From Site Selection magazine, November 2010
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A Diet Plan Leads to Growth
For Indiana, cutting back on spending and lowering business
taxes has multiplied corporate expansion projects.
an going on a diet actually make a state bigger?
In the case of Indiana, the answer is yes. By reducing spending and lowering a number of critical business tax rates, the Hoosier State has managed to get its fiscal house in order while generating a sizable amount of company growth.
In an interview with Site Selection, Indiana Secretary of Commerce Mitch Roob, who also serves as CEO of the Indiana Economic Development Corp., outlined the strategies that Gov. Mitch Daniels has employed to turn around the economy of a Midwestern state that only a few years ago was mired in malaise.
SITE SELECTION: How would you characterize Indiana’s fiscal situation today?
MITCH ROOB: Our fiscal health as a state government is that we are one of only a handful of states with a triple-A credit rating. Tax revenue is up, and that has been verified by an independent third party. We now have one of the best ratings in the whole country. That speaks volumes of the work Gov. Daniels has done to build the economy and control the spending.
SS: How would you describe your state’s tax policies toward businesses?
ROOB: We have a pro-growth tax policy. There are certain necessities that the state must provide — public safety, schools, etc. We tried to design a tax policy that is pro-jobs and pro-growth. The three-factor sales tax was reduced to a single-factor sales tax. We only tax as income sales made in the state of Indiana. That is indicative of the governor’s approach to tax policy. We have moved from a property tax-based funding of schools to a sales tax-based funding of schools. We rolled back property taxes significantly in Indiana and implemented a one percent increase in sales taxes. We have tried to create pro-investment, pro-jobs policies.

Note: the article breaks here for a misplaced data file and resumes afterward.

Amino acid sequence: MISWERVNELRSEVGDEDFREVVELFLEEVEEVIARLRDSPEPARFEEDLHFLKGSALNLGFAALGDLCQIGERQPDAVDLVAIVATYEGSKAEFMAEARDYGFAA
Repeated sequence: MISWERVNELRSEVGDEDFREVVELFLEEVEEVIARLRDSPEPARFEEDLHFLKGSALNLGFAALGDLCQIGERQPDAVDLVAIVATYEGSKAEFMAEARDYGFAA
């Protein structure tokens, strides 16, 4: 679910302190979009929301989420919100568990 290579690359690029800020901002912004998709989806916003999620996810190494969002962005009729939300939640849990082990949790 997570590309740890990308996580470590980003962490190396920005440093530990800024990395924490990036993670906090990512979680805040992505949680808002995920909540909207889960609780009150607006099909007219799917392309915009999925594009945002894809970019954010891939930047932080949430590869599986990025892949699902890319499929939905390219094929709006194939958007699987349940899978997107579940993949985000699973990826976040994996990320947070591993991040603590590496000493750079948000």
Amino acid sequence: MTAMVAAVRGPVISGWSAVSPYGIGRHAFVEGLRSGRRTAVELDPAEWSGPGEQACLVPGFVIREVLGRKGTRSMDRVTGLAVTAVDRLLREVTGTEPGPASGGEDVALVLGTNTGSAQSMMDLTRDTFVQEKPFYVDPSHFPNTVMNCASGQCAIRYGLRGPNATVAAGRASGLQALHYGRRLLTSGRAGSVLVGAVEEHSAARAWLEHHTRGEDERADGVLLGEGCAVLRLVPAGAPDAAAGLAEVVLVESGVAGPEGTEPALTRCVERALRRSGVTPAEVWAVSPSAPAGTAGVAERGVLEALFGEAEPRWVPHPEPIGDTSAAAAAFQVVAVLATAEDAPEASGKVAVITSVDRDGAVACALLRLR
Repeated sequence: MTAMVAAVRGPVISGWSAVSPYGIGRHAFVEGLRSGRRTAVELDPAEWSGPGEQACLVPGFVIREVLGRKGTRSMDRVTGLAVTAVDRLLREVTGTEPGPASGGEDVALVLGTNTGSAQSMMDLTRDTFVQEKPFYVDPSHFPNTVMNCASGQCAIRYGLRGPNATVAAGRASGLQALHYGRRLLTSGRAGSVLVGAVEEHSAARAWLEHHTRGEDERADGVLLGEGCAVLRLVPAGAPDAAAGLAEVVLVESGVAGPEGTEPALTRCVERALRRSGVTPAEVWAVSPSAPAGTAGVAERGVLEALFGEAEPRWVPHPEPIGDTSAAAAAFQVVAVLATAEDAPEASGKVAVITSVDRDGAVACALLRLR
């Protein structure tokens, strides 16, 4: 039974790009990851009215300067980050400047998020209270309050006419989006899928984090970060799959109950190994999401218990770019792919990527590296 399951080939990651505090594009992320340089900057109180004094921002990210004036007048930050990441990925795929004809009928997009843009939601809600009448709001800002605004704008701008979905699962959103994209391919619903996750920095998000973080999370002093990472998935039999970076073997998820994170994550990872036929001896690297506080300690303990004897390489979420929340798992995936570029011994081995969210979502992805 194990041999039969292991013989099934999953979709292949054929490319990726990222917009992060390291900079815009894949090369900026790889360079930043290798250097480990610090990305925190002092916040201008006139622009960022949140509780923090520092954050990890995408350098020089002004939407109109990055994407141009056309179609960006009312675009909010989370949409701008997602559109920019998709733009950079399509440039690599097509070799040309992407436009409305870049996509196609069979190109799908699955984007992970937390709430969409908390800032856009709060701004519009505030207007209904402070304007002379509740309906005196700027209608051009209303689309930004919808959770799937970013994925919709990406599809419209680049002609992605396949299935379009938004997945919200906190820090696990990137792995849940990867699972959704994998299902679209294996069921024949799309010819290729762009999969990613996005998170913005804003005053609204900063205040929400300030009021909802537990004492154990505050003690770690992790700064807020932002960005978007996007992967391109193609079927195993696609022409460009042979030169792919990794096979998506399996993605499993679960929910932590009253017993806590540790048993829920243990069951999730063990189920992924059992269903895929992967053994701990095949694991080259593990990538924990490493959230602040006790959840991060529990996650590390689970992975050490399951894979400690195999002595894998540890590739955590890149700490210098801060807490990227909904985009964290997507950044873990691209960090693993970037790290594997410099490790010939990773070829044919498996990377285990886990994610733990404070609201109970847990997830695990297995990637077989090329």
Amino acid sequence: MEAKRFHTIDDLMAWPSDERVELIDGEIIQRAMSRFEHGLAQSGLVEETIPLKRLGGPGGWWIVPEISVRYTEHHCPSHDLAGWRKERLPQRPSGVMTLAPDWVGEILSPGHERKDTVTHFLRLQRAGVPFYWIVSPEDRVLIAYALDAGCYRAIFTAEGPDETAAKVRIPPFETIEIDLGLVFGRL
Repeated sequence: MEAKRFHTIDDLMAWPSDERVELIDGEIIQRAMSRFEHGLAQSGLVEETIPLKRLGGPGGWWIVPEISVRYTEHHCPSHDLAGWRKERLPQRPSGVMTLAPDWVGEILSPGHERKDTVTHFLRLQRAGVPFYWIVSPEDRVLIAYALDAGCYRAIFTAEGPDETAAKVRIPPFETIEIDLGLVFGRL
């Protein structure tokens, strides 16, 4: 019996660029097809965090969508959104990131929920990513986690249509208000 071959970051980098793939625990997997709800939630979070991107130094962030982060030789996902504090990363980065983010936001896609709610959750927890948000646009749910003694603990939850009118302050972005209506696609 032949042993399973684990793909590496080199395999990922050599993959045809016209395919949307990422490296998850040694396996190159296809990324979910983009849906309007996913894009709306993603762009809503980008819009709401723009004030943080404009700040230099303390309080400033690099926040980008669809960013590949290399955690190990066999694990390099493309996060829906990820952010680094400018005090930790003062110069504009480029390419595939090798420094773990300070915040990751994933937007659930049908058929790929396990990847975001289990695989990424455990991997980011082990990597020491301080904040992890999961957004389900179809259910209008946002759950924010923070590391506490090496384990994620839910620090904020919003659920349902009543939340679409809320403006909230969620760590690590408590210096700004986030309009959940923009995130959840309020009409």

SS: What is the condition of your state business climate?
ROOB: The BLS this week came out with statistics that show Indiana has the second highest per capita job growth in the country, and we are fifth in the country in overall job growth. These are employers voting with their pocketbooks, and they like Indiana. We are 2.2 percent of the nation’s economy, but we have accounted for 8 percent of the total private sector job growth in the U.S.
SS: What major changes has the Daniels administration enacted this year?
ROOB: None, really. Our competitiveness has been improving relative to other states because they have been deteriorating. Our business climate has improved relative to our neighbors. There is no great secret here. The governor has been focused on making sure every organ of state government is business oriented and projects pro-growth, and do it in a fast manner. You can get a permit in about eight minutes. We are organized around that principle. We spend less money than we take in. These are not difficult concepts. They require great effort. When Gov. Daniels came into office, every other Midwestern state was well in the black and Indiana was in the red. We had to implement change policies and be very careful and figure out ways to do more with less. Other states managed to get fatter and fatter. We were used to being on a diet while other states had to get a lap band.